Links about web development, product engineering, tools and services from all over the internet.
The 2020 Developer Survey results
65,000 developers shared their thoughts on the state of software today in the 10th annual developer survey conducted by Stack Overflow.
Managing and organizing your class is easy with GitHub Classroom. Track and manage assignments in your dashboard, grade work automatically, and help students when they get stuck— all while using GitHub, the industry-standard tool developers use.
Marketing for Engineers
A curated collection of marketing articles & tools to grow your product.
List of top Open Source alternatives to popular products
Great alternatives to some very popular products.
Two Commonly Used Rails Upgrade Strategies
Rails upgrades can be done in many different ways. Depending on the application that you want to upgrade, some ways make more sense than others. There are factors that determine which Rails upgrade strategy is the best for your case, like how big your application is, or how frequently changes are pushed to the master branch. This article will be covering two common Rails Upgrade strategies so you can decide which one is the best for your application.
Writing better Stimulus controllers
In early 2018, Basecamp released StimulusJS into the world. Stimulus closed the loop on the “Basecamp-style” of building Rails applications. This article is explicitly not an introduction to Stimulus. It explores common failure paths when people are getting started with Stimulus and how to fix that by writing better controllers.
Rails 6.1 adds support for signed ids to Active Record
There are many ways of generating a signed link for implementing things like invitation email, unsubscribe link or password reset feature. You could add a token field on the model, use JWT tokens. But in the upcoming Rails versions, the functionality to generate tamper-proof and verifiable ids will be built into rails.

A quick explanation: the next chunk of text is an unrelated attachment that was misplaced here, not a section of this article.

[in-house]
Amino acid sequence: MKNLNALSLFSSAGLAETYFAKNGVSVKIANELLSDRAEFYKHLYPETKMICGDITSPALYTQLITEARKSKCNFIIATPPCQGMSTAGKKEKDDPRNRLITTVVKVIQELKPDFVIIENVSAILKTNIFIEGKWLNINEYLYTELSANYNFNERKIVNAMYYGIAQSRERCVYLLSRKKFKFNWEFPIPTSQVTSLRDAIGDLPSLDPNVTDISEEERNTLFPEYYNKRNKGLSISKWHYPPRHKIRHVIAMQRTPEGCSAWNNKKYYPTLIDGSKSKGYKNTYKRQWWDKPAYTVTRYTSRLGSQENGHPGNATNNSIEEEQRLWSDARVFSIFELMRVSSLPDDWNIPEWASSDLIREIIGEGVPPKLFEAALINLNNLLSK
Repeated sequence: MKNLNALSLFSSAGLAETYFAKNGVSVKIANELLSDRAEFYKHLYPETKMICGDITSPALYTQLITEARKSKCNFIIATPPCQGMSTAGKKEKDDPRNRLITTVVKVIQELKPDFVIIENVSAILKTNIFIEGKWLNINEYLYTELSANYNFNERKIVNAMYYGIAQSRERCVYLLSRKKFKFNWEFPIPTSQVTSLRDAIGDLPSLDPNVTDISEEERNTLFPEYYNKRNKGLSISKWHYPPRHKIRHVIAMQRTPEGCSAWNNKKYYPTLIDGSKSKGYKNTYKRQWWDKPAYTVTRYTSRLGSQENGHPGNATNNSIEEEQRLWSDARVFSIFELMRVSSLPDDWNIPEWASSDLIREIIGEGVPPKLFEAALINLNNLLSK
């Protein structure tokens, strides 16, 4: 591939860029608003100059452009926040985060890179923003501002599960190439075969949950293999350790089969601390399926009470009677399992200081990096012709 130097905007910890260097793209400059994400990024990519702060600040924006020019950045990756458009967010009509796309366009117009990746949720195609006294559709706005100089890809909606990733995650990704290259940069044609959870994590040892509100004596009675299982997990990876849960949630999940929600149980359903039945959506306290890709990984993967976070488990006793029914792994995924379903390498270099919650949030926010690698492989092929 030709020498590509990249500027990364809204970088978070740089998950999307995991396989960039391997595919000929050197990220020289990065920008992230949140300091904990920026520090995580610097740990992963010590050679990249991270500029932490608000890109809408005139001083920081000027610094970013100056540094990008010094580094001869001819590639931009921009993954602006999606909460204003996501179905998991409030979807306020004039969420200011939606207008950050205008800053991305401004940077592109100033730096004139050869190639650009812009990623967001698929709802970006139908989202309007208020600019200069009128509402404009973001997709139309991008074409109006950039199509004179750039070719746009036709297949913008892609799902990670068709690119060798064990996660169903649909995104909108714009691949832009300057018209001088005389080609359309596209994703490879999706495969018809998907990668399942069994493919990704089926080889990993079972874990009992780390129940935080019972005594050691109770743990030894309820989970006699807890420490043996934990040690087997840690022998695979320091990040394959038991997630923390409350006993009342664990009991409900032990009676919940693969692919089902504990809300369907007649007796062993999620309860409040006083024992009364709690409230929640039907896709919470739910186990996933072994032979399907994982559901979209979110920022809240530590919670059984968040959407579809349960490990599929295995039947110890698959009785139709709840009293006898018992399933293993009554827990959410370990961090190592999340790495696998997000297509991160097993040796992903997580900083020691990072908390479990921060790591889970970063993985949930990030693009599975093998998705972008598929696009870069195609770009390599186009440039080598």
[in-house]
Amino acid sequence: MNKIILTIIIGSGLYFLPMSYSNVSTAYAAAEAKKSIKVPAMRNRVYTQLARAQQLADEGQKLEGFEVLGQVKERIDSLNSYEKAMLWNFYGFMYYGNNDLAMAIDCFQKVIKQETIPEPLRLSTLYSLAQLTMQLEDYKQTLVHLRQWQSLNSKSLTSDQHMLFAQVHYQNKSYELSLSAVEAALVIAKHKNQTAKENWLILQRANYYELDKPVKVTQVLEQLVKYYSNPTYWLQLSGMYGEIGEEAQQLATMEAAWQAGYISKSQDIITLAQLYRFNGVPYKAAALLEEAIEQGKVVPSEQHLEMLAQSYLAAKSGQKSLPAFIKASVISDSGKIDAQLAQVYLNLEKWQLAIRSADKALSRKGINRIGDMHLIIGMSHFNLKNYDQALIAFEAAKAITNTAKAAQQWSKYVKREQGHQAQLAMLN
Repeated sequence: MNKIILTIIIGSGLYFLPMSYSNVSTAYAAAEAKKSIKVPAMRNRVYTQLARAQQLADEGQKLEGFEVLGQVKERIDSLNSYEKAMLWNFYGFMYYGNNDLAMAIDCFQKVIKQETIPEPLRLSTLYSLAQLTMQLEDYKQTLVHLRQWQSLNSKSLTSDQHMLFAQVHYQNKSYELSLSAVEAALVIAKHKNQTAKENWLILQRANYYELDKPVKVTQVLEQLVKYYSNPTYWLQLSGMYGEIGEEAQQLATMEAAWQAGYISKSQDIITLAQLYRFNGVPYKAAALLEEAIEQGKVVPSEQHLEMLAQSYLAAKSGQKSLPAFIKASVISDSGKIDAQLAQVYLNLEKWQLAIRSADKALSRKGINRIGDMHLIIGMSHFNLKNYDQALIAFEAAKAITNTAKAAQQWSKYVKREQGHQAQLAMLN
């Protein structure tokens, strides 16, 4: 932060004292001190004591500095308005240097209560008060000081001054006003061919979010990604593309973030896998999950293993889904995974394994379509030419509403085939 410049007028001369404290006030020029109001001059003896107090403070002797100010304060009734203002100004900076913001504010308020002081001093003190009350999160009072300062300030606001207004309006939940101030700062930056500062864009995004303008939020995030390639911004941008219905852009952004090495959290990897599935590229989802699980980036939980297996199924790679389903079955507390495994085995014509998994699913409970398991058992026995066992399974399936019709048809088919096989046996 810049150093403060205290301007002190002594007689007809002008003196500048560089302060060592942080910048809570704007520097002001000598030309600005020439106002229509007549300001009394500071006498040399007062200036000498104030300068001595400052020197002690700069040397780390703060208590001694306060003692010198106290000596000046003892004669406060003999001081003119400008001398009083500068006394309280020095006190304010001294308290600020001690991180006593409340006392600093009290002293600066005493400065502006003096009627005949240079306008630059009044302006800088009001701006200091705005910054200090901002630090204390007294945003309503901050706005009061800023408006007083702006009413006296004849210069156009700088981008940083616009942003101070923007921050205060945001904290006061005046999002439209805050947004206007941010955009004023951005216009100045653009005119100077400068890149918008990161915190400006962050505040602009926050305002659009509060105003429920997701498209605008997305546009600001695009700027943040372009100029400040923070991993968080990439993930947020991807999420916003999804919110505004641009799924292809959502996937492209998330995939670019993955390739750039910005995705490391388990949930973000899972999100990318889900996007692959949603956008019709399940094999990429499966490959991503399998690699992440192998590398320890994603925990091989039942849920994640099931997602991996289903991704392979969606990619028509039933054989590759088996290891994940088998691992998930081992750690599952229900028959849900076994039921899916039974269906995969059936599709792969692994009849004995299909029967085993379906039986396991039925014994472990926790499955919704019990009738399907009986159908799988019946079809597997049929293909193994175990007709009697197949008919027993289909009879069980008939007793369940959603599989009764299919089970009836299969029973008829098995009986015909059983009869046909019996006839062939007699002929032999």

Open source status update, May 2020
May was a breakthrough month in terms of the integration of the standalone components into Hanami 2 for Tim Riley. Let’s dig right in.
htmx allows you to access AJAX, WebSockets and Server Sent Events directly in HTML, using attributes, so you can build modern user interfaces with the simplicity and power of hypertext.
htmx is small (~7k min.gz'd), dependency-free, extendable & IE11 compatible.
Visual regression testing for web apps.
Most pagination schemes use a fixed page size. Page 1 returns as many elements as page 2. But that's frequently not the most sensible way to page through a large recordset when you care about serving the initial request as quickly as possible. This is particularly the case when using the pagination scheme in combination with an infinite scrolling UI.
Geared Pagination allows you to define different ratios. By default, we will return 15 elements on page 1, 30 on page 2, 50 on page 3, and 100 from page 4 and forward. This has proven to be a very sensible set of ratios for much of the Basecamp UIs.
You want to develop against real production data, but you don't want to violate your users' privacy. Enter Triki: standalone Crystal code for the selective rewriting of SQL dumps in order to protect user privacy. It supports MySQL, Postgres, and SQL Server.
PgTyped makes it possible to use raw SQL in TypeScript with guaranteed type-safety.
Hanami :: API by Luca Guidi
Hanami is a full-stack web framework for Ruby. With Luca we will learn what will be the major changes for 2.0 release.
Luca is the creator of Hanami and author of redis-store. Also a dry_rb core team member.
Remote Ruby | 80. RailsBytes.com, AppLocale and more with Andrew Fomera
Today, our special guest is Andrew Fomera, from Podia, co-worker of Jason, and friend of Jason, Chris, and Andrew Mason. He’s got a course on “Learn Rails by Building Instagram,” he’s launched AppLocale, and launched a tool called RailsBytes with Chris. Chris and Andrew Fomera talk about what RailsBytes is and how they got into building it. Also, Andrew Fomera tells us more about AppLocale, how he got started on it, what it does, and why it will change the world. What is “Thor” and why doesn’t Andrew like it? And why has Jason hit some major “Stonks” as a developer?